The betalains in red quinoa may also play a role in heart health.
In one study in rats with diabetes, consuming 91 and 182 grams of betalain extract per pound (200 and 400 grams per kg) of body weight significantly decreased triglycerides, as well as total and LDL (bad) cholesterol, while raising HDL (good) cholesterol (14).
Though studies on beetroots, which are also high in betalains, show similar results, these effects have not yet been researched in humans (15Trusted Source).
Red quinoa may also benefit heart health because it’s considered a whole grain.
Numerous large population studies associate whole grain consumption with a reduced risk of heart disease, cancer, obesity, and death from all causes (16Trusted Source, 17Trusted Source, 18Trusted Source, 19Trusted Source).
High in fiber
Red quinoa is high in fiber, with just 1 cup (185 grams) of cooked seeds providing 24% of the DV.
Diets high in fiber have been linked to a reduced risk of heart disease, several types of cancer, type 2 diabetes, obesity, and death from all causes (20Trusted Source, 21Trusted Source, 22Trusted Source).
Red quinoa contains both insoluble and soluble fiber, both of which offer unique benefits.
Soluble fiber absorbs water and turns into a gel-like substance during digestion. As a result, it may increase feelings of fullness. It may also improve heart health by lowering total and LDL (bad) cholesterol levels (21Trusted Source, 22Trusted Source).
While soluble fiber tends to get more attention, insoluble fiber is important as well, as it may help maintain good bowel health and play a role in preventing type 2 diabetes (23Trusted Source).
In fact, one review found that diets high in insoluble fiber were associated with a significantly reduced risk of type 2 diabetes (21Trusted Source).
Nutrient-dense and gluten-free
As a pseudocereal, red quinoa doesn’t contain gluten, which is often found in traditional cereal grains like wheat, rye, and barley.
Therefore, it’s a good option for people with celiac disease or gluten intolerance.
While avoiding gluten is necessary for some individuals, long-term observational studies indicate that gluten-free diets are often inadequate in fiber and certain vitamins and minerals, including folate, zinc, magnesium, and copper (24Trusted Source, 25Trusted Source).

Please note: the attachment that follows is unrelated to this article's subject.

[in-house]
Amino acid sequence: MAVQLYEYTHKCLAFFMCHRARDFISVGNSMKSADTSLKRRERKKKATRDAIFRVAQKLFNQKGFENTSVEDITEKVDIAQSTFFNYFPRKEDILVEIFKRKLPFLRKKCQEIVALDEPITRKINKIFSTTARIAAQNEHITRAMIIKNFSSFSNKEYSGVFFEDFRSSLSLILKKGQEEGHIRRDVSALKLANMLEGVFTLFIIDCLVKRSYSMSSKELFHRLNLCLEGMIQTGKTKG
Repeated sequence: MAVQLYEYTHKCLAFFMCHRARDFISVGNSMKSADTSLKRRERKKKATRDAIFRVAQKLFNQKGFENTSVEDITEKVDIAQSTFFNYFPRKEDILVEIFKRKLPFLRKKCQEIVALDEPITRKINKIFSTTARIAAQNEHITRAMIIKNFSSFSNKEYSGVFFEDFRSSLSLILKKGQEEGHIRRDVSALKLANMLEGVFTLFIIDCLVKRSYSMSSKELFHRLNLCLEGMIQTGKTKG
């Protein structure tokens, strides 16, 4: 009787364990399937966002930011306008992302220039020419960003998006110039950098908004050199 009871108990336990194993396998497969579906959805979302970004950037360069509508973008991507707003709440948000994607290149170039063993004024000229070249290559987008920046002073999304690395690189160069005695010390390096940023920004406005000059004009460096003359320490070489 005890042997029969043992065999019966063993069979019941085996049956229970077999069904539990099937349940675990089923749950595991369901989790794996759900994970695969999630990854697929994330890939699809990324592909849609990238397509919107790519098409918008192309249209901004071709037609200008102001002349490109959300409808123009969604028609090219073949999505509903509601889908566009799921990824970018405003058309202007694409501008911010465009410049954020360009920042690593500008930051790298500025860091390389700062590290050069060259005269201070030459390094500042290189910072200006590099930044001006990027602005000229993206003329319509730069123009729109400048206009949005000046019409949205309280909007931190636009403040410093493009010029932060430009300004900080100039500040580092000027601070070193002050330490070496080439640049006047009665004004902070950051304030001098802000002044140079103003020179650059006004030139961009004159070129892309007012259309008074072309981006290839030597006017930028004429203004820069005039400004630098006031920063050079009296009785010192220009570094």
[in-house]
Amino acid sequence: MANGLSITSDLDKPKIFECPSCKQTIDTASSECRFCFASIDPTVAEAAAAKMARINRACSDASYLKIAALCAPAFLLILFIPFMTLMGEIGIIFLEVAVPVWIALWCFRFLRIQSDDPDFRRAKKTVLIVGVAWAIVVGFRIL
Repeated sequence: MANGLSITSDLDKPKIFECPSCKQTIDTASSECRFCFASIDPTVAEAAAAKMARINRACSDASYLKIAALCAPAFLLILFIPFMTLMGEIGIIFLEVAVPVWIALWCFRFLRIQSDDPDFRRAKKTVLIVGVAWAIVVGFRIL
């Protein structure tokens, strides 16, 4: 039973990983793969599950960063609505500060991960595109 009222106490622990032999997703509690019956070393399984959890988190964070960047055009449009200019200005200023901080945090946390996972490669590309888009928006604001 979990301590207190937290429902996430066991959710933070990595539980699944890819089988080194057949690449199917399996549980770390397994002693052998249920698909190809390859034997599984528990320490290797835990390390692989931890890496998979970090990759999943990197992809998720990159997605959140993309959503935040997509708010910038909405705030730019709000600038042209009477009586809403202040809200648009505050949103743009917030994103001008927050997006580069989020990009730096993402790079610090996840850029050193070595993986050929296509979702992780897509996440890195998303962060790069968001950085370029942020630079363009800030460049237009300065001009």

Given that quinoa is a good source of fiber and these minerals, adding it to your diet may significantly improve your overall nutrient intake if you follow a gluten-free diet (26Trusted Source).
Additionally, studies indicate that a long-term gluten-free diet may raise your risk of heart disease due to increases in triglycerides, as well as total and LDL (bad) cholesterol (25Trusted Source, 27Trusted Source).
However, a study in 110,017 adults noted that gluten-free diets that are adequate in whole grains are not associated with an increased risk of heart disease (28Trusted Source).
SUMMARYRed quinoa is higher in antioxidants than many other varieties of quinoa. It’s also high in fiber, may protect against heart disease, and can improve the nutrient quality of a gluten-free diet.
Red quinoa has a stronger, nuttier flavor compared with the more common white variety. It can also take a few minutes longer to cook and results in a heartier, chewier texture.
Because it holds its texture slightly better than white quinoa, it’s a good choice for grain salads.
Other ways to incorporate red quinoa into your diet include:
- using it in place of rice in a pilaf
- tossing it with fall vegetables and a maple vinaigrette for a seasonal side dish
- making a breakfast porridge by simmering it in milk and cinnamon
- adding it to casseroles in place of rice
- sprinkling it onto salads for extra texture and protein
As with other types of quinoa, make sure to rinse red quinoa before use to get rid of the bitter outer coating, also known as the saponins (2Trusted Source).
Additionally, rinsing can help reduce plant compounds called phytates and oxalates. These substances can bind certain minerals, making it harder for your body to absorb them (2Trusted Source, 29Trusted Source).
Red quinoa is prepared similarly to other types. Simply simmer it in liquid in a 2:1 ratio by volume, with 2 cups (473 ml) of liquid for every 1 cup (170 grams) of raw quinoa.
SUMMARYRed quinoa is heartier and nuttier than the white variety. As with other types of quinoa, it’s versatile and can be swapped in for other whole grains in your favorite recipes.
Red quinoa is rich in protein, fiber, and many important vitamins and minerals.
Plus, it’s higher in antioxidants than other varieties of quinoa, which may benefit heart health.
As a gluten-free pseudocereal, it may also improve the overall nutrient quality of a gluten-free diet.
Still, you don’t have to be gluten-free to enjoy its vibrant red color, chewy texture, and nutty flavor.
If you want to add variety and a pop of color to your next meal, you can buy red quinoa locally or online.